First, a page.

Dear Editor:

The Blue Line flag appeared in our local high school yearbook this year which prompted an apology from MHS principle, Dr. Miron. I don’t think there is anything to blame Dr. Miron for I don’t think he should have to apologize either. Tucker Carlson was wrong to refer to the Blue Line flag as the “Blue Lives Matter” flag. It isn’t and it never was but that no longer matters because the mere presence of Fox News effectively made an already tense issue politically polarizing.

I spent a lot of time researching the history and current positioning of the Blue Line flag for an op-ed I was writing for an ad industry trade publication. In the article I explained how the Internet enables many misconceptions that lead to misplaced outrage and public demands.  

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In this instance, I discovered that the truth is unpopular because it favors neither political party.  I also came away with the feeling that people should care more about the details and know how their decisions are being influenced before the shaming and cancelling begins.

If I may suggest, before apologizing and canceling a symbol might we ask simply, “Who does it honor?” The Blue Line flag honors people who swear an oath to protect us who almost always meet us at the worst times of our lives.

I’ll leave you with a quote from another esteemed PhD. The quote originally appeared in Politico and I referenced it in my article.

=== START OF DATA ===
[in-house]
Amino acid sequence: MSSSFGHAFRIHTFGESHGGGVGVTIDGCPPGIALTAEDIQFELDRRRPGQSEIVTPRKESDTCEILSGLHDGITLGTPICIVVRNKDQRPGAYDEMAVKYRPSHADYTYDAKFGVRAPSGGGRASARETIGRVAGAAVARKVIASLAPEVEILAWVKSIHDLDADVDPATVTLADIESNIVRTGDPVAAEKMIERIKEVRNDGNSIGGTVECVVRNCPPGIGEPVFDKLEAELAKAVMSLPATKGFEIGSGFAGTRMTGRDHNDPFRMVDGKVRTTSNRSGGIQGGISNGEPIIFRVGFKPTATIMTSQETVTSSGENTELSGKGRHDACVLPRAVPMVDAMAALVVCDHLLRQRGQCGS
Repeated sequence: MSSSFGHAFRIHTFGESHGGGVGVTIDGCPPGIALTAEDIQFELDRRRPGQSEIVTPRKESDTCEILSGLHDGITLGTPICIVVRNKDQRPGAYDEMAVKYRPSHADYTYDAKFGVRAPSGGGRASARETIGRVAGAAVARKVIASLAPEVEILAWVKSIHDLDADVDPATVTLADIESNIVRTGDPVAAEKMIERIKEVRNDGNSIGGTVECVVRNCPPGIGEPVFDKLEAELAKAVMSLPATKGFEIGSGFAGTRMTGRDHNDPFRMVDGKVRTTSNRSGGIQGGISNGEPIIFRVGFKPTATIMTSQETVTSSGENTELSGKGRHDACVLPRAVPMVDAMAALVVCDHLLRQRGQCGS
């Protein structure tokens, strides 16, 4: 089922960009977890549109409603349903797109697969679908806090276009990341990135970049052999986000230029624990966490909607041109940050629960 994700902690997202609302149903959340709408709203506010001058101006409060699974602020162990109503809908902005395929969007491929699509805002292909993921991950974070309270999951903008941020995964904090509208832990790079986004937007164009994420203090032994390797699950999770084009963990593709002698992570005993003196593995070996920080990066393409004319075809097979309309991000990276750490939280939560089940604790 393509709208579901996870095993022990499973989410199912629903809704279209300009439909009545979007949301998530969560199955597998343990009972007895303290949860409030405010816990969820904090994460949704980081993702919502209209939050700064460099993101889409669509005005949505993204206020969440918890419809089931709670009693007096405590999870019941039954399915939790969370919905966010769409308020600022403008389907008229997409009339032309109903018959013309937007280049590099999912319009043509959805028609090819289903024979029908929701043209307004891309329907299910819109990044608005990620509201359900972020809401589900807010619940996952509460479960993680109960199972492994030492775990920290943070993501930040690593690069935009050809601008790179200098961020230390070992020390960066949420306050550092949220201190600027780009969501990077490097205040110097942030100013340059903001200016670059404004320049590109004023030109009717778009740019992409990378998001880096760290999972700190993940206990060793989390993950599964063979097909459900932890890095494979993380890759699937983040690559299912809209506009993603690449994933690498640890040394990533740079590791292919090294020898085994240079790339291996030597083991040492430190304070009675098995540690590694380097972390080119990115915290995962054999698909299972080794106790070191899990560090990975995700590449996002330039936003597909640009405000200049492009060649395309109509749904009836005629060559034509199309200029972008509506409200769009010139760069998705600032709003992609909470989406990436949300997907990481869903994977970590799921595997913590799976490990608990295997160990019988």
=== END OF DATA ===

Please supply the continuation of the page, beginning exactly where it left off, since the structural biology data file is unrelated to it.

"Dallas Police Sgt. Stephen Bishopp has a doctorate degree and has studied police stress, use of force and officer misconduct. The “thin blue line” symbol existed before several of his colleagues were gunned down by a sniper in July 2016, he said. To him, it symbolizes respect and understanding for the families of officers killed in the line of duty — including suicides.

“When I see that flag as a sticker on a car or flying in someone’s yard, I know that there is someone there that knows what I’m going through. They know because they are a part of the family,” Bishopp said. “I don’t really care if it bothers people or hurts their feelings to see that flag. I absolutely could care less. I am proud of what I do, the people I work with, and the ones who have died defending the rights of strangers. I will continue to fly that flag until my very last day.”

I have a hard time believing things I read these days, so I reached out to Dr. Bishopp through a professional network to let him know that I used the quote. He thanked me and let me know he stands behind the quote for better or worse.

We should let the honorable honor their own. We should let them keep this one because it wasn’t ours to take. Or anyone else’s for that matter.

Kevin Ryan, Short Hills